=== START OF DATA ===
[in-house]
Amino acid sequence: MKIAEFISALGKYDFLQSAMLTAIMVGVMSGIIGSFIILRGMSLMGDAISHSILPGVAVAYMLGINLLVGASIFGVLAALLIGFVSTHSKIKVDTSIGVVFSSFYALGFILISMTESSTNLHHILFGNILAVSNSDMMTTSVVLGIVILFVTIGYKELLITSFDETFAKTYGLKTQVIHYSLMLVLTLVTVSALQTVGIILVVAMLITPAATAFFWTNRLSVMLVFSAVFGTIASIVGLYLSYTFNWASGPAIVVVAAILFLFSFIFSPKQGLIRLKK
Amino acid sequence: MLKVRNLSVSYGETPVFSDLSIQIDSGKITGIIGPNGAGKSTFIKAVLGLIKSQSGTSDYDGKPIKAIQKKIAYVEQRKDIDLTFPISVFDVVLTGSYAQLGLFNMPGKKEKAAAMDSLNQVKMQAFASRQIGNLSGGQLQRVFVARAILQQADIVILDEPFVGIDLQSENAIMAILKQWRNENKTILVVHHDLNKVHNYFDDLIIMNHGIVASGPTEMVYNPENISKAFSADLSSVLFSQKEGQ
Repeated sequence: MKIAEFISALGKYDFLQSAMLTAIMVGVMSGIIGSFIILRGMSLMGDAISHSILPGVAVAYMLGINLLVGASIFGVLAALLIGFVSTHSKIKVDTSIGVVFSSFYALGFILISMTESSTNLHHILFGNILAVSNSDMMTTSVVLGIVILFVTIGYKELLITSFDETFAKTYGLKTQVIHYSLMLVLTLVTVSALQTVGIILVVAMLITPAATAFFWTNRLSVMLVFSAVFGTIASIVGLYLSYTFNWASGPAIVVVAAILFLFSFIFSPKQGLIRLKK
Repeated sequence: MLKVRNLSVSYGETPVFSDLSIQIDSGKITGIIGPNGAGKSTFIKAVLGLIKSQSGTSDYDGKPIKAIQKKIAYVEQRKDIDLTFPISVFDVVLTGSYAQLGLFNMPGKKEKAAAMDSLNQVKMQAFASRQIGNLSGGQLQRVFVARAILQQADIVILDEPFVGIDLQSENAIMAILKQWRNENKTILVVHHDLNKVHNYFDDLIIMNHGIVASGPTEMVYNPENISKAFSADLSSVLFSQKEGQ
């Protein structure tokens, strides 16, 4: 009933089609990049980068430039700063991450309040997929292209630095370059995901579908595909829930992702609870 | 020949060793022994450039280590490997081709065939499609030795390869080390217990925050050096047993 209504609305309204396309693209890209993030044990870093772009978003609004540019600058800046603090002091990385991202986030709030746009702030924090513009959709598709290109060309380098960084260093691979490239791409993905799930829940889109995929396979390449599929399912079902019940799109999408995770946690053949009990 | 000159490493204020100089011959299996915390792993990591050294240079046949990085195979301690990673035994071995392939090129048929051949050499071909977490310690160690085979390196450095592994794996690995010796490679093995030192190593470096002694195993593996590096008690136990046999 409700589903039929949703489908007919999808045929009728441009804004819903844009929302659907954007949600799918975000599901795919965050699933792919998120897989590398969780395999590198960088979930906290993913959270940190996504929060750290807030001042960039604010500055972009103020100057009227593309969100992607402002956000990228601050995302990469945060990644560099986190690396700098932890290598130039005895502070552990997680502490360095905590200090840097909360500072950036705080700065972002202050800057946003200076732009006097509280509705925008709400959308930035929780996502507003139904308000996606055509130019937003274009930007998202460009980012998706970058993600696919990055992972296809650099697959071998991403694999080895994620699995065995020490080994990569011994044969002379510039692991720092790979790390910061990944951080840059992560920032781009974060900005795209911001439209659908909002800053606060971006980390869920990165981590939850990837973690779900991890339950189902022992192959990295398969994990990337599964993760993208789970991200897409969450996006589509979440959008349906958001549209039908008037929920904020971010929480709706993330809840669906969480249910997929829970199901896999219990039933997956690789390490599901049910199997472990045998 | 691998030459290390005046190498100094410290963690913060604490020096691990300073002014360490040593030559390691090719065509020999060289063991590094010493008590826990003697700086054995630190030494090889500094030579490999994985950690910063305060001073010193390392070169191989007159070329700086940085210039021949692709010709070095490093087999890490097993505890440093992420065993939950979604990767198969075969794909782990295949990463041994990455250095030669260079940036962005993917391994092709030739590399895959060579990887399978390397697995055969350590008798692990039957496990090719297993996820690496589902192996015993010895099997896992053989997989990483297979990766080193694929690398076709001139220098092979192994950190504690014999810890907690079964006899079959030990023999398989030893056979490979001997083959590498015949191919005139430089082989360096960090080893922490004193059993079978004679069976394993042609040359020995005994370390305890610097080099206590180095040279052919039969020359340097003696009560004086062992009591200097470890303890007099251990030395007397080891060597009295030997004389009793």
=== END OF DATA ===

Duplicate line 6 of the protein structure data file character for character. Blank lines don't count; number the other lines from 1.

């Protein structure tokens, strides 16, 4: 009933089609990049980068430039700063991450309040997929292209630095370059995901579908595909829930992702609870 | 020949060793022994450039280590490997081709065939499609030795390869080390217990925050050096047993 209504609305309204396309693209890209993030044990870093772009978003609004540019600058800046603090002091990385991202986030709030746009702030924090513009959709598709290109060309380098960084260093691979490239791409993905799930829940889109995929396979390449599929399912079902019940799109999408995770946690053949009990 | 000159490493204020100089011959299996915390792993990591050294240079046949990085195979301690990673035994071995392939090129048929051949050499071909977490310690160690085979390196450095592994794996690995010796490679093995030192190593470096002694195993593996590096008690136990046999 409700589903039929949703489908007919999808045929009728441009804004819903844009929302659907954007949600799918975000599901795919965050699933792919998120897989590398969780395999590198960088979930906290993913959270940190996504929060750290807030001042960039604010500055972009103020100057009227593309969100992607402002956000990228601050995302990469945060990644560099986190690396700098932890290598130039005895502070552990997680502490360095905590200090840097909360500072950036705080700065972002202050800057946003200076732009006097509280509705925008709400959308930035929780996502507003139904308000996606055509130019937003274009930007998202460009980012998706970058993600696919990055992972296809650099697959071998991403694999080895994620699995065995020490080994990569011994044969002379510039692991720092790979790390910061990944951080840059992560920032781009974060900005795209911001439209659908909002800053606060971006980390869920990165981590939850990837973690779900991890339950189902022992192959990295398969994990990337599964993760993208789970991200897409969450996006589509979440959008349906958001549209039908008037929920904020971010929480709706993330809840669906969480249910997929829970199901896999219990039933997956690789390490599901049910199997472990045998 | 691998030459290390005046190498100094410290963690913060604490020096691990300073002014360490040593030559390691090719065509020999060289063991590094010493008590826990003697700086054995630190030494090889500094030579490999994985950690910063305060001073010193390392070169191989007159070329700086940085210039021949692709010709070095490093087999890490097993505890440093992420065993939950979604990767198969075969794909782990295949990463041994990455250095030669260079940036962005993917391994092709030739590399895959060579990887399978390397697995055969350590008798692990039957496990090719297993996820690496589902192996015993010895099997896992053989997989990483297979990766080193694929690398076709001139220098092979192994950190504690014999810890907690079964006899079959030990023999398989030893056979490979001997083959590498015949191919005139430089082989360096960090080893922490004193059993079978004679069976394993042609040359020995005994370390305890610097080099206590180095040279052919039969020359340097003696009560004086062992009591200097470890303890007099251990030395007397080891060597009295030997004389009793």